Westwood has the first approved project in the state under the law – apartments that are going up at an old commercial site in the shadow of the train tracks half a mile away from Islington Station. It's an example where the guidelines work well.

"And this is what the legislature wanted," Walsh pointed out.

But as you travel from town to town on the map, each community's concerns are unique. WBZ TV spoke to the man who created the guidelines for the MBTA Communities Act. Mike Kennealy was the Secretary of Housing and Economic Development for Gov. Charlie Baker's administration.

"A lot of this housing could be in downtowns, OK, that's good for local economic development," said Kennealy. "Again, in this post-pandemic world, how do we revitalize our downtowns? And also, if you create more diverse housing stock, you get more diverse populations in these places." That means more available workers for restaurants, bars and retail stores.

Kennealy said the law might be grabbing headlines now because of the Milton vote but passing the act included time for public comment and the guidelines went through a yearlong deliberative process.

"We took it really seriously, it's really serious," said Kennealy. "And again, I mean, not to be overly dramatic about it. The future of Massachusetts really is at stake here, we have to produce a lot more housing or we're not going to be the kind of state we want to be."

Different concerns in different towns

Signs all over the rural town of Lincoln are clear. They read "Yes for a healthy Lincoln station!" or "No for now!" illustrating the battle that's underway.

Lincoln resident Ann Robson said she and her husband had enjoyed their life in the town in moderate-income housing and they hope their sons could afford to live there someday.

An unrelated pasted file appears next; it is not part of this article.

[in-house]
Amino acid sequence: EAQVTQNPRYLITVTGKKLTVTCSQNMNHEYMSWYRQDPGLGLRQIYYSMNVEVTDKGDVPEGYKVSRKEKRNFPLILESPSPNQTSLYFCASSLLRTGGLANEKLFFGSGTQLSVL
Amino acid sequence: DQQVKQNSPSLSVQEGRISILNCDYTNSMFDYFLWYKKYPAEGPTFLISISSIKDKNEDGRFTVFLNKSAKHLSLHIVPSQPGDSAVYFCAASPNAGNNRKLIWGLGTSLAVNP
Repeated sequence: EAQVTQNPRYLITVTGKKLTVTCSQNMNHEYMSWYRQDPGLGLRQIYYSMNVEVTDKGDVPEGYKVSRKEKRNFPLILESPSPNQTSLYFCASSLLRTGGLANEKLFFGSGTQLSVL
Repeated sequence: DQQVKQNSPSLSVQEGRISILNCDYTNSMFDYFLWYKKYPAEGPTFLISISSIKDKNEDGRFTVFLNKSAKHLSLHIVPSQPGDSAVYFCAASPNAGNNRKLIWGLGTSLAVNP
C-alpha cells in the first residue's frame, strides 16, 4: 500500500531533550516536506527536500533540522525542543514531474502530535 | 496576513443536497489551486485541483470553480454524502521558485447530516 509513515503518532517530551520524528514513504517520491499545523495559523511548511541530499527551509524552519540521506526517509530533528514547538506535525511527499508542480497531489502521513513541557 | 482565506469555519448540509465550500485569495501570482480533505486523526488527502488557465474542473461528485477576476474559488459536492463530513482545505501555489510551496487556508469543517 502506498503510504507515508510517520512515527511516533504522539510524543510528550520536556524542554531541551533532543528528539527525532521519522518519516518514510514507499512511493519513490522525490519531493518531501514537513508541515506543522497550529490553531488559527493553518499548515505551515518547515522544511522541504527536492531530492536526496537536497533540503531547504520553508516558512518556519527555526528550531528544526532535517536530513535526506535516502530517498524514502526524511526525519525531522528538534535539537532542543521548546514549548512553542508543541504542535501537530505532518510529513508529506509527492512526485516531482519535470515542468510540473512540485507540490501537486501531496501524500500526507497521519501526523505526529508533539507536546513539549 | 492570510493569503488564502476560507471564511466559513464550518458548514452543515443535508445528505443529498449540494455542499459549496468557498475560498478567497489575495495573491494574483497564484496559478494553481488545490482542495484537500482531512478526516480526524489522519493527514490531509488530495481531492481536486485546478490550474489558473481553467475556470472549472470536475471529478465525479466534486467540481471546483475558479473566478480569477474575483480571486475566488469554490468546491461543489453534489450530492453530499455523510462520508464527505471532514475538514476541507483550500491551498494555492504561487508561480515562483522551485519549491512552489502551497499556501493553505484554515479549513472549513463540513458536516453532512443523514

"I'm all for building more homes here," said Robson.

Lincoln resident Dan added that he was confident this fight will work itself out. "I think towns should be able to figure it out - yes."

But don't tell that to Peter Lukes, the town manager in Holden, a central Massachusetts town of about 20,000 that abuts Worcester.

"I was surprised they had us have anything to do with an MBTA community legislation of any kind because we don't have train service of any sort, we don't have a train station, we don't have bus service, we don't even have a bus stop," said Lukes.

Lukes doesn't believe any municipality needs to comply with the legislation, even if it means losing out on state grant money. He points out it would be a 10-mile walk from the center of Holden to the nearest train at Union Station in Worcester, not exactly a walkable commute.

"It was crafted poorly, it has been implemented poorly," Lukes maintained. "The Town of Holden's position is that we probably really wouldn't benefit from the grants, certainly not benefit as much as it would cost our community if we did go along with this legislation. Therefore, it's not something we want to participate in."

The Massachusetts Supreme Judicial Court will examine the case in the fall and either force the towns to cooperate or perhaps send the law back to the legislature for amendments or modifications.

If you have a question you'd like us to look into, please email

View CBS News In
CBS News App Open
Chrome Safari Continue
Be the first to know
Get browser notifications for breaking news, live events, and exclusive reporting.